PRISON BOOT CAMP: ELIMINATE SUNSET S.B. 861:
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Senate Bill 861 (as reported without amendment)
Sponsor: Senator Rick Jones
The bill would amend the Corrections Code to eliminate the sunset on the Special Alternative Incarceration (SAI) program.
Section 34a of the Code provides for the operation of the SAI program. Also known as "boot camp", the SAI program operates as an alternative to incarceration in State prison facilities for individuals who meet specific criteria. Prisoners who participate in the program generally serve 90 days, and State law limits participation to not more than 120 days. Upon successful completion of the SAI program, a prisoner is placed on parole for at least the remainder of his or her minimum sentence.
Section 34a is scheduled to be repealed effective September 30, 2012. The bill would delete that sunset provision.
MCL 791.234a Legislative Analyst: Patrick Affholter
By removing the sunset on the authorization of the Special Alternative Incarceration program, the bill would maintain the fiscal status quo. If the sunset is not removed and a similar program is not maintained, the State may incur additional incarceration costs, described below.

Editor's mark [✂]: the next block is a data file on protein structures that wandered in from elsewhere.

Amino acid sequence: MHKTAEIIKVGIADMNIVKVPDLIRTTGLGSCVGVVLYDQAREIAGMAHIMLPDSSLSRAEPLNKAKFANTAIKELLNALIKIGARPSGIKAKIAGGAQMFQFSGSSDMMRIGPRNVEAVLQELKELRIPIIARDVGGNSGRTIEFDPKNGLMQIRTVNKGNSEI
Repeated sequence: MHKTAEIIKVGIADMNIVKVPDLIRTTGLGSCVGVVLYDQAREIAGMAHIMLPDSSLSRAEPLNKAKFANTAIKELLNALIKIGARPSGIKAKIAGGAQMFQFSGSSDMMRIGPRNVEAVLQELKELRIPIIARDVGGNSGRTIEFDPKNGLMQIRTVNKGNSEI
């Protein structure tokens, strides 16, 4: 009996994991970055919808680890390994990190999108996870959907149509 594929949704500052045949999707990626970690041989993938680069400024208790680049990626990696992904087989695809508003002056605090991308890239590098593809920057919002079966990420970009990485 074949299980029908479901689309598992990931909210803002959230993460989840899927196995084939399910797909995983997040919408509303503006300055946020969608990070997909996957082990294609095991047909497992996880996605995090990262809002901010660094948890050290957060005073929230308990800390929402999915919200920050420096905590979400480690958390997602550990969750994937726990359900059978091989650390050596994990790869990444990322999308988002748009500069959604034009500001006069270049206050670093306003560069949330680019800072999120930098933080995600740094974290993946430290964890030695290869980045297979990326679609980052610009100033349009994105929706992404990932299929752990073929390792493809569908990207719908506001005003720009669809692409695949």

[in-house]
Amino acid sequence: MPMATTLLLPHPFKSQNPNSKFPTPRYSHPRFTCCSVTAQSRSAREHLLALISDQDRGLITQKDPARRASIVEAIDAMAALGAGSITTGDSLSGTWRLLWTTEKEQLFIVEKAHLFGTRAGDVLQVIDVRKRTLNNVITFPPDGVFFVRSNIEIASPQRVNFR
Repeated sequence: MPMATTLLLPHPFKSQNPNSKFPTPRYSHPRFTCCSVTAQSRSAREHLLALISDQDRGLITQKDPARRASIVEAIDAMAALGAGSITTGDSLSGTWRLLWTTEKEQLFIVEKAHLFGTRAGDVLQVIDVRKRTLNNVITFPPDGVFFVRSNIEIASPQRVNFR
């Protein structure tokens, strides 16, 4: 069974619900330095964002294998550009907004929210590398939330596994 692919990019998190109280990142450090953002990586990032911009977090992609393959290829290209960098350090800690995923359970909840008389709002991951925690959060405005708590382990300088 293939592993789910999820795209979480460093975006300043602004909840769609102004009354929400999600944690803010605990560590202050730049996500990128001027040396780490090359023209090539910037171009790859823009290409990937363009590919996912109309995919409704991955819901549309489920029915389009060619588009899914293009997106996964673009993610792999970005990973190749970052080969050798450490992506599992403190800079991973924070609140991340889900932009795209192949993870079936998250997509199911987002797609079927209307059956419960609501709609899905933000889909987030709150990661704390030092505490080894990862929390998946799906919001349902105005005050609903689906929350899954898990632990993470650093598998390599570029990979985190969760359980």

The SAI program has a current per-offender per-day cost of approximately $94, while traditional Level I incarceration costs average approximately $65. However, as SAI participants are in a diversion program for targeted offenders, they typically are housed for only 90 days, which means that the overall cost to send an individual to SAI is approximately $8,460. Comparatively, an offender serving a traditional prison sentence will be housed for 12 months or more, meaning that the overall cost will be at least $23,725.
Therefore, for each person diverted to SAI instead of being sentenced to traditional incarceration, the State avoids approximately $15,265 in incarceration costs. The SAI facility houses up to 400 offenders at once, and therefore is able to house up to 1,600 offenders per year (each for a 90-day stay). Of the 1,600 offenders, approximately 90% will actually complete the program, which means that SAI diverts approximately 1,440 offenders per year at savings of $15,265. (Those who do not complete must serve their traditional sentence instead.) Thus, in the absence of the SAI program, the State could incur additional incarceration costs of nearly $22.0 million per year.
Date Completed: 3-20-12 Fiscal Analyst: Dan O'Connor
Analysis was prepared by nonpartisan Senate staff for use by the Senate in its deliberations and does not constitute an official statement of legislative intent. sb861/1112